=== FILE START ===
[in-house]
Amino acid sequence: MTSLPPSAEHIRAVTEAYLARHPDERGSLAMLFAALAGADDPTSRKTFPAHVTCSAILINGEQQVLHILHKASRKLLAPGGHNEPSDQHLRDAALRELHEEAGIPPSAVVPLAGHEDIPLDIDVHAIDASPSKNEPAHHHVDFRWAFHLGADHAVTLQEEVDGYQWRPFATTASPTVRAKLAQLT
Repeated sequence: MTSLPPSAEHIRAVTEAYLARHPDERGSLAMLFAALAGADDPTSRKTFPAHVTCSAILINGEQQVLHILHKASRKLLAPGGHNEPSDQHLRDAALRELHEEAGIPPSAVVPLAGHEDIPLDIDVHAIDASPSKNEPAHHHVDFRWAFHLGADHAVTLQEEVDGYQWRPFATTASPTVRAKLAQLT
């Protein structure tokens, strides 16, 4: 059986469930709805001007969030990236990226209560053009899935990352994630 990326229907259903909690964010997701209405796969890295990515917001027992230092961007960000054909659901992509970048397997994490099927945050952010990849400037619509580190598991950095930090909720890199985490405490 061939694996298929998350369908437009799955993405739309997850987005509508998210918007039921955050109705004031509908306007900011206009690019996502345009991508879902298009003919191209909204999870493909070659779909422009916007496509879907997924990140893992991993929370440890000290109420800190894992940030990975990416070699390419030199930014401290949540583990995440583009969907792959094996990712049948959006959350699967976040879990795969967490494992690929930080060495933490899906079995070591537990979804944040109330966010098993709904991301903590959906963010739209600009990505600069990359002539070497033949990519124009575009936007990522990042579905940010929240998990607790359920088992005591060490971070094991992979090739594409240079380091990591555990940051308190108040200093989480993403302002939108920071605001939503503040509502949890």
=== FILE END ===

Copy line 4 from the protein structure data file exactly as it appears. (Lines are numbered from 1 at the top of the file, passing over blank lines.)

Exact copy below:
């Protein structure tokens, strides 16, 4: 059986469930709805001007969030990236990226209560053009899935990352994630 990326229907259903909690964010997701209405796969890295990515917001027992230092961007960000054909659901992509970048397997994490099927945050952010990849400037619509580190598991950095930090909720890199985490405490 061939694996298929998350369908437009799955993405739309997850987005509508998210918007039921955050109705004031509908306007900011206009690019996502345009991508879902298009003919191209909204999870493909070659779909422009916007496509879907997924990140893992991993929370440890000290109420800190894992940030990975990416070699390419030199930014401290949540583990995440583009969907792959094996990712049948959006959350699967976040879990795969967490494992690929930080060495933490899906079995070591537990979804944040109330966010098993709904991301903590959906963010739209600009990505600069990359002539070497033949990519124009575009936007990522990042579905940010929240998990607790359920088992005591060490971070094991992979090739594409240079380091990591555990940051308190108040200093989480993403302002939108920071605001939503503040509502949890």